Company convicted of conspiracy to dump wastewater
An environmental services company has been found guilty of conspiracy to dump more than 300,000 gallons (11,3550 litres) of wastewater contaminated with petroleum into underground wells in Oklahoma.
The jury, also convicted the owner of the company which transported the wastewater to Oklahoma.
The jury in Tulsa, Oklahoma found both Allied Environmental and its president, Koteswara Attaluri, had conspired to violate federal clean water and hazardous waste laws and committed fraud. Federal prosecutors identified Attaluri as the leader of an illegal scheme to dump the wastewater into injection wells. The jury also convicted Overholt Trucking owner Mac DeWayne Overholt for the same conspiracy and fraud charges, as well as criminal charges under the Clean Water Act and Resource Conservation and Recovery Act.
The Safe Drinking Water Act prohibits the unauthorised use of injection wells that are associated with oil and gas production in order to protect underground drinking water sources. As part of its environmental consulting business, Allied was involved in the removal of underground storage tanks and petroleum-tainted wastewater from military facilities in Kansas and Missouri.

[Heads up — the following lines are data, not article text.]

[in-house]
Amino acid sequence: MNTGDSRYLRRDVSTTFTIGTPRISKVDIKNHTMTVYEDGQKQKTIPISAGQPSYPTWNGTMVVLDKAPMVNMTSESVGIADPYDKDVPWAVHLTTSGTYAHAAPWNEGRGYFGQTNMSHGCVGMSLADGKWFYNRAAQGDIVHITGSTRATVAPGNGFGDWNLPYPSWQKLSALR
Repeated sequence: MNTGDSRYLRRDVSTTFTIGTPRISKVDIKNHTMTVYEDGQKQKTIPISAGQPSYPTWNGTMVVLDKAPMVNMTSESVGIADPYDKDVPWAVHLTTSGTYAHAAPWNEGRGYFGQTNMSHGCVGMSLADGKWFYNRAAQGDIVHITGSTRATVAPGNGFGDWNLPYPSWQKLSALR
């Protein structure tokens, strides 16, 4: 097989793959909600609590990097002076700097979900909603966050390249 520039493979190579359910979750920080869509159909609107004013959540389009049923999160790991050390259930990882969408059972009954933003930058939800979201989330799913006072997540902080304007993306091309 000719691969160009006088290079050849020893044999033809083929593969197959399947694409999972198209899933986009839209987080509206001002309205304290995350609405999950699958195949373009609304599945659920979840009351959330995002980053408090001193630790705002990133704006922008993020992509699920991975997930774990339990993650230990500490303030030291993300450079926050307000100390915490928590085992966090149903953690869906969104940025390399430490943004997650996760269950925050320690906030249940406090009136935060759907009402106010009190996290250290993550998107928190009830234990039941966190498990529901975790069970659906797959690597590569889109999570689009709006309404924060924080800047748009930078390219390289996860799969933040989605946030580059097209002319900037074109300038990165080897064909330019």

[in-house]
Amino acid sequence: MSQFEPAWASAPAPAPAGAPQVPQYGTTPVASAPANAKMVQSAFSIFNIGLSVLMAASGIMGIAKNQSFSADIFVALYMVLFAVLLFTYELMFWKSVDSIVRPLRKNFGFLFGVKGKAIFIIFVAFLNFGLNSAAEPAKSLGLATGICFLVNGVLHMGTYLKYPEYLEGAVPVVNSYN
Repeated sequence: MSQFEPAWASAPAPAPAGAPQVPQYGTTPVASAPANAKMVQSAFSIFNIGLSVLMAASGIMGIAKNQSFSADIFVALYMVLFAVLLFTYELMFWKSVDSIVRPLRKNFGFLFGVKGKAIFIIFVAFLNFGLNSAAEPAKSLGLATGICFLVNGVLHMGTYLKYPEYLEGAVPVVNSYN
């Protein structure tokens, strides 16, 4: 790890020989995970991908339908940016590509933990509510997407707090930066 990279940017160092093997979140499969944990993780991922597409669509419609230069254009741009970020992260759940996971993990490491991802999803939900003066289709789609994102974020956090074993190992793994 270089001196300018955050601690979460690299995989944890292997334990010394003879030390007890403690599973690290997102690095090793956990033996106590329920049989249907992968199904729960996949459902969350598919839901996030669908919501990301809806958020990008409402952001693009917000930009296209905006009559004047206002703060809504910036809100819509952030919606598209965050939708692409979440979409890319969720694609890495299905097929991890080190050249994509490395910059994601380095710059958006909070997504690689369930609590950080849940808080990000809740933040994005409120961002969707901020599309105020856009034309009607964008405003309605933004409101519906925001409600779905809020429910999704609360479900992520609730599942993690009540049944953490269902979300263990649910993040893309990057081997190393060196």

The government charged that Allied and Attaluri arranged with Overholt to transport the wastewater to Oklahoma and inject it into wells in Cushing, Beggs, and Lincoln County without a permit issued by the Oklahoma Corporation Commission.
The scheme occurred over a 15-month period during 1994 and 1995 and involved the disposal of more than 310,000 gallons (11,7335 litres) of petroleum-contaminated wastewater into injection wells.
The defendants will be sentenced on January 31, 1999 in US District Court in Tulsa. They were immediately jailed following the verdicts today. The remaining defendant who was charged in the case, Allied employee Gary Bicknell, was acquitted.
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